Tuesday, so not quite.
Yesterday Diane Williams read (from Fine, Fine, Fine, Fine, Fine) and talked (with Kirsty Gunn, and the audience) at the London Review bookshop. At a certain point – quite early on – I realised, couldn’t deny it, that I was moved, in ways I hadn’t expected. You put out a book by a US writer who has been, with dedication and perseverance, practising a wholly non-commercial form of writing for a quarter of a century, and also (not least through her editing of the annual journal NOON over fifteen years) enabling other, younger writers – a writer who you think almost no one in the UK has heard of, let alone paid attention to, and you find that she is respected, loved, even.
The youngest person in the audience was three weeks old.
I doubt the Middle Ages knew that they were middle. They aren’t, now; they never were. A fair few of the people in the Middle Ages believed the world was about to end. There are, still, more beginnings than endings.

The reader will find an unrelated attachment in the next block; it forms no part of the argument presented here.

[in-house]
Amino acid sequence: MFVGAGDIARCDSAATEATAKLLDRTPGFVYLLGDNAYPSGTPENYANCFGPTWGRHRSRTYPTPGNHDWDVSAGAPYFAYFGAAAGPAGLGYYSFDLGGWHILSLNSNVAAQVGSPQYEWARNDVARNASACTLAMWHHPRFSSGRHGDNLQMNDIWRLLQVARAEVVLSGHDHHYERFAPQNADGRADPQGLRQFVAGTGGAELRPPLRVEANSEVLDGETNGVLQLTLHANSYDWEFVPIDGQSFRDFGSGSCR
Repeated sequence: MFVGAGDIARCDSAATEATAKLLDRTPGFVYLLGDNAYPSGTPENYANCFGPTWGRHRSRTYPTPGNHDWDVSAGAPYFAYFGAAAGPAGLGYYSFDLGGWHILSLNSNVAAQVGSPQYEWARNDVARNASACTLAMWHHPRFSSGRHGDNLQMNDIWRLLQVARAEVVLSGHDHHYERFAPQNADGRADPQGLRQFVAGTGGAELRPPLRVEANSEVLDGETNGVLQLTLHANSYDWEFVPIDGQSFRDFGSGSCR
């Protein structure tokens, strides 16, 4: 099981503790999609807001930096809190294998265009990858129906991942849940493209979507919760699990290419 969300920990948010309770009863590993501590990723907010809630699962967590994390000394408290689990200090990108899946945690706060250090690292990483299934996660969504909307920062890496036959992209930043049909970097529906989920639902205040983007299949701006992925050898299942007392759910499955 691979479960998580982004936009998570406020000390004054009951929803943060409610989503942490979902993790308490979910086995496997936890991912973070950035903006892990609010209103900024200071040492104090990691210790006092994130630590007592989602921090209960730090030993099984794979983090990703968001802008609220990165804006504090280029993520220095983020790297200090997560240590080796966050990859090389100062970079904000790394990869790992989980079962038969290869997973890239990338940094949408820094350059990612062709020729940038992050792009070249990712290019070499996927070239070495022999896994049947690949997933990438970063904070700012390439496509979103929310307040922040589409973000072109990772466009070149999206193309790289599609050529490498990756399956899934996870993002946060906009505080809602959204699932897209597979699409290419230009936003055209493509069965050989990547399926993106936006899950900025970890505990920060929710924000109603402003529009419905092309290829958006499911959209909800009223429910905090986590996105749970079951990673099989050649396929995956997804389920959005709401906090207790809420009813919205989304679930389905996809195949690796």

There are seven events involving CBe writers this week. Last night, Beverley Bie Brahic read (from Hunting the Boar) at the Manchester Literature Festival; tonight she reads in Bolton; tomorrow, Wednesday, she reads with Patrick Mackie (The Further Adventures Of The Lives Of The Saints) at the Broadway Bookshop in London E8 4QH). Also tomorrow, Lara Pawson (This Is the Place to Be) reads with Richard Scott at Burley Fisher in London (E8 4AA). No one can go to both: it’s either/or (and I tend to favour both/and). But there’ll be a mingling afterwards.
On Thursday, 13 October, Will Eaves will be performing The Absent Therapist at Vout-O-Reenees in London (E1 8BB). He’s done this before but again won’t be the same as before. This is special.
Same day, Thursday, Diane Williams will be reading at the English Faculty in Cambridge, 4.30pm. (I went there myself, back when; not the best time in my life, and Thursday will be only the second time I’ve been back there – an hour away on the train! – since 1972.)
This is not, for CBe, a typical week.